Nov 22, 2021
Shoujo, school, romance, drama are as cookie cutter as they get. These tags dominate the shoujo comic sphere. It has been done over and over again, with almost the same set up, plotline, only deviation is in the quality of the drama and the message of the comic. For Koi wo Shiranai Bokutachi wa, or We don't know love, it started really well.
I didn't quite emphasise how overdone the setup is, of all the shoujo comics on the top list, at least 60% of them have this premise. It can't be helped, it is the target audience, young girls. That being said, Koi wo Shiranai
Bokutachi wa started out great by breaking off a little from other shoujo comics, but nothing new for the author, by framing the story from the boy perspective. I was pleasantly surprised by the premise and tone initially. It is a little slow and methodical, letting the audience into the melancholy and inner struggle of the character as he experiences his ups and downs. That was pretty well done and interesting. As for the cast, it's unfortunate but other than the 2 so-called main characters, the rest of the cast can be a little bland, even forgotten, or can be considered token. It is the fault of the story for shifting focus from character to character, yet did not provide enough screen time for them, nor elaborate on them enough.
A little spoiling ahead.
The childhood friend and the best friend are both nice people archetype. I have little to say about them, even if their narration isn't terrible. Their act was only interesting because of the main character, or characters emotional roller coaster and stake in their relationship. Then, there's the cheerful band guy with his crush. While he's not unlikable, he's also the very embodiment of cookie cutter. I neither hate nor love him, he's almost realistic in that sense. His crush is also the strict quiet inexperience girl archetype. Her dealing with her emotion was interesting, but that's also about it. I can sort of tell she's supposed to be more prominent than other "secondary protagonists", but I don't find her character to be different enough.
The good thing about the cast, is that they are all likeable, but best of all was the 2 leads. I really adore how the main character is simultaneously doesn't seem to care about what he does, yet being depressed about things that happens to him. It's quite real, and relatable, not the part where 3 of the girls are interested in him at some point, of course. The shoujo comics don't usually depict male's insecurity very well, while female insecurity is dramatised a little excessively. I'm not saying women's struggle is overly emphasise. I am saying people's emotion is more subtle and is a process of accumulation. Depicting that might be a little boring, but I don't think the comic did a bad job. It relies on inner dialogues to communicate insecurities, which is apt for people of their age. The main character is such a down-to-earth yet emotionally depressed guy that you feel for him, but you can also see that it is merely a phase. He might feel terrible for his own circumstance, but he can overcome it, because it is merely youthful passion, which is abundant in shoujo comics, but often is quite "dream-like", which I would described as cheesy. That's some decent characterisation.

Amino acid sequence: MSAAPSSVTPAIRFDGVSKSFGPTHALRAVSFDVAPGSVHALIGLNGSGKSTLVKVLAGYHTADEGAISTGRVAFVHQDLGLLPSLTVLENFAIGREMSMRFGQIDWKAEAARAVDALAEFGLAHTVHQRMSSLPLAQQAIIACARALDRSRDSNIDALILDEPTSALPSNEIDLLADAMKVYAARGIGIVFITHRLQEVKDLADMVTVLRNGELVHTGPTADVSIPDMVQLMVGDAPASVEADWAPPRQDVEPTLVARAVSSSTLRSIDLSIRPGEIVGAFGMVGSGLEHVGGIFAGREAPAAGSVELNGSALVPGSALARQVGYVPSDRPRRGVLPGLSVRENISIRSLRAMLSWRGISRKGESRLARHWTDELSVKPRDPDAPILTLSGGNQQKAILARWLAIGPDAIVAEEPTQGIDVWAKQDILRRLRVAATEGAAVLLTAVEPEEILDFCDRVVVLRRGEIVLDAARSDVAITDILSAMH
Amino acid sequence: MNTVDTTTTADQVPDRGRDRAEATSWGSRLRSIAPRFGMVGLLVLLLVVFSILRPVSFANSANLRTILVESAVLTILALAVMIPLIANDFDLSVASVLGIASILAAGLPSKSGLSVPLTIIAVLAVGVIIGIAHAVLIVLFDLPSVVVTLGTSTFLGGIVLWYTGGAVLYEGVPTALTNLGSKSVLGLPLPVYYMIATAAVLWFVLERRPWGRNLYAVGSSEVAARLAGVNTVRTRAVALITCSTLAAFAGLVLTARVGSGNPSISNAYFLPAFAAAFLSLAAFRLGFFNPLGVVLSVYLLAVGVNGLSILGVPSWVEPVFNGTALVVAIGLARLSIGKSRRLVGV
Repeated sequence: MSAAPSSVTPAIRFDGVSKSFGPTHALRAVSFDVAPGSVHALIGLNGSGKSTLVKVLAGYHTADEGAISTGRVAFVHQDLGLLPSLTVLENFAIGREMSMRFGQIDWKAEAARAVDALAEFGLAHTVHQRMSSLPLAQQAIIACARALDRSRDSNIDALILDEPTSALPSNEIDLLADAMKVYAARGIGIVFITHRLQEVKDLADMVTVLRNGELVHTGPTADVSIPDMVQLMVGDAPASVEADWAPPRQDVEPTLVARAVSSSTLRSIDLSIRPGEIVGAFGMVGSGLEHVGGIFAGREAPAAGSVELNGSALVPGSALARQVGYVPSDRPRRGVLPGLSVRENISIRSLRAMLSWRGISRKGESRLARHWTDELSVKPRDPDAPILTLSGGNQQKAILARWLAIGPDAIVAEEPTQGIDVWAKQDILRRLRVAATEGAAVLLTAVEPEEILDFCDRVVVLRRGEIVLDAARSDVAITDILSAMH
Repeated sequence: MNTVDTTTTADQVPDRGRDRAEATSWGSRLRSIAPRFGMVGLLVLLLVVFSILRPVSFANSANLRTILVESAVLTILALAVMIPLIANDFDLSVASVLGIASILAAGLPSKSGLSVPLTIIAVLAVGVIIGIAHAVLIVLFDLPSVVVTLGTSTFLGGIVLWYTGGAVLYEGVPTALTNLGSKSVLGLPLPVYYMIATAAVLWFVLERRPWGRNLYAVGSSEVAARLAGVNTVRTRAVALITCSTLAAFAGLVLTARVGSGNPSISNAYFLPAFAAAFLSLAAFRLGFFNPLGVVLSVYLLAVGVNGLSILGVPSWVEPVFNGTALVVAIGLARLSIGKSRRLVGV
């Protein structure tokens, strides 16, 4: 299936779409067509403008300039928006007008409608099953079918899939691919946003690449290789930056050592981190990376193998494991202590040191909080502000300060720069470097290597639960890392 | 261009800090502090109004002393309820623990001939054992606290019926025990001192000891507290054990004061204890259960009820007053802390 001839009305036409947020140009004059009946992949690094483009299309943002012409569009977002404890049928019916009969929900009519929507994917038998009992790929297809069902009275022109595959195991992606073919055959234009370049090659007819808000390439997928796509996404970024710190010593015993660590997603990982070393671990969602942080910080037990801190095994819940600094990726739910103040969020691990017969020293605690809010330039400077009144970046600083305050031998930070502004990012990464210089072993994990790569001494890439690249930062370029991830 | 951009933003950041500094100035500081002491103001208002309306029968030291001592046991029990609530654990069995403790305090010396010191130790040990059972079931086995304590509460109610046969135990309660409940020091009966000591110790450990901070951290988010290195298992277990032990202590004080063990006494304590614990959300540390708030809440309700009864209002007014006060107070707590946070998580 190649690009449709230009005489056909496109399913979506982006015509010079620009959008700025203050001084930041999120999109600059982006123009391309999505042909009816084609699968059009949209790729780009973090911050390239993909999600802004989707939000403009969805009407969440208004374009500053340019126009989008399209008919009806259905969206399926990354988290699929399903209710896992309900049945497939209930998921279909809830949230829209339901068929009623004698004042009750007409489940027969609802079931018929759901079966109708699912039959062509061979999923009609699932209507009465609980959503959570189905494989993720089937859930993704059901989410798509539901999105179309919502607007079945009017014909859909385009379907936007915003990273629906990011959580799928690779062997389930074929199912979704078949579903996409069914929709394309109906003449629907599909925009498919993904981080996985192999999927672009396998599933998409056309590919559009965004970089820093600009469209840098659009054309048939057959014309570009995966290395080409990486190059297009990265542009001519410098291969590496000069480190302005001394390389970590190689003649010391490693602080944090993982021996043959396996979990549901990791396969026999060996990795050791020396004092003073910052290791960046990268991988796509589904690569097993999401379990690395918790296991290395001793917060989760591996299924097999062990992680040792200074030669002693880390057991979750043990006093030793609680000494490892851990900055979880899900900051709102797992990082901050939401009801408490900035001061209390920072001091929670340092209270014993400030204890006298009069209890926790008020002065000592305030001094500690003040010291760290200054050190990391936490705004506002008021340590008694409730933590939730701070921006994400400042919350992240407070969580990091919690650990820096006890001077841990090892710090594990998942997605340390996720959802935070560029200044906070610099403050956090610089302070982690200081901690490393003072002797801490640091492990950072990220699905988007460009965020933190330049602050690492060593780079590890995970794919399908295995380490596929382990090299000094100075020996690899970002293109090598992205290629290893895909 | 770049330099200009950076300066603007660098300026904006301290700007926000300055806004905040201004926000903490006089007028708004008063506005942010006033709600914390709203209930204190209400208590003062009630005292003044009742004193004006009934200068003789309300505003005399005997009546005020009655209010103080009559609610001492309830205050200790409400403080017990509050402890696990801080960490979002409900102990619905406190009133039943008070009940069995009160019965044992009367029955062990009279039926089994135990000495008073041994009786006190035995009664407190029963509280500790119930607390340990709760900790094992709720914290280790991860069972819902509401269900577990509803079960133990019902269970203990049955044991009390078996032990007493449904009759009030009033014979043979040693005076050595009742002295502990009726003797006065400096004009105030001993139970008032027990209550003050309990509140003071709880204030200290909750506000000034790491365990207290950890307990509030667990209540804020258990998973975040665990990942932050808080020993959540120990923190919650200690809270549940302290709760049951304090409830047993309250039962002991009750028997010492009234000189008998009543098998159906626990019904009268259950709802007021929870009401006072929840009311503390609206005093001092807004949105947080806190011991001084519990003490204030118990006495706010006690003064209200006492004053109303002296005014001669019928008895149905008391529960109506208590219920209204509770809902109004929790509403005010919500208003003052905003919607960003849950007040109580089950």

Then there's the other main character. Her role initially seems like a villainous one, but then as the story progressed, we sort of realised she's exactly the same as the main character, someone tormented by their emotional fickleness. She was the hidden main character until the later half of the story. It keeps the drama under our toes, threatening to bubble up at any moment. That's the kind of fun drama and Korean dramas so expertly and exhaustively harness. By the end, I think a lot of the audience was on her side. We saw her insecurity and weakness, and then the hero came in to save her. But, her hero isn't some sort of popular, random chad out of her fantasy. It's the friendly neighbourhood guy who went through similar struggle, able to sympathise and care for her. That's why the relationship works, and the terrible, cheesy, drawn out ending is earned. Their journey was interesting and full of youthful impulse, which is what makes shoujo manga ticks.
I do think I have to mention the weak and quite abrupt ending. I wonder if the author doesn't want to end there and was forced to, or did she ran out of patience and decided to kill it after pouring out the rest of her story ideas. You would get it if you read through the comic. It's not the worst of ending, but definitely for the ride that the audience went through, as well as the details she dished out in the last 3 chapters, it could have had a longer, more drama filled story, the likes of Seo Kouji stuffs and Korean Drama. Instead, it ended on a rather unsatisfying note. I envisioned the author thought about adding more drama such as the 2 main characters noticing the difficulty in connecting to each other and overcoming the girl's emotional burden. The childhood friends couple having some hot and cold episode. The main character developing some dangerous sympathy for the librarian etc... I do prefer to end things short and sweat, for the genre, it's almost counter-productive. The characters are relatively fun and likeable enough for me to want to see more.
No more spoilers
While I do think there's much left to be desired, I think Koi wo Shiranai Bokutachi wa is worthy of every shoujo comic fans time, boys and girls. It is a rare breed that done shoujo comic some justice rather than milking the genre dry by squeezing the low hanging fruits. It does make me miss high school, being hype by friends relationship and giving them comfort when they have problems. That's pretty high praise for a school comic.
Reviewer’s Rating: 7
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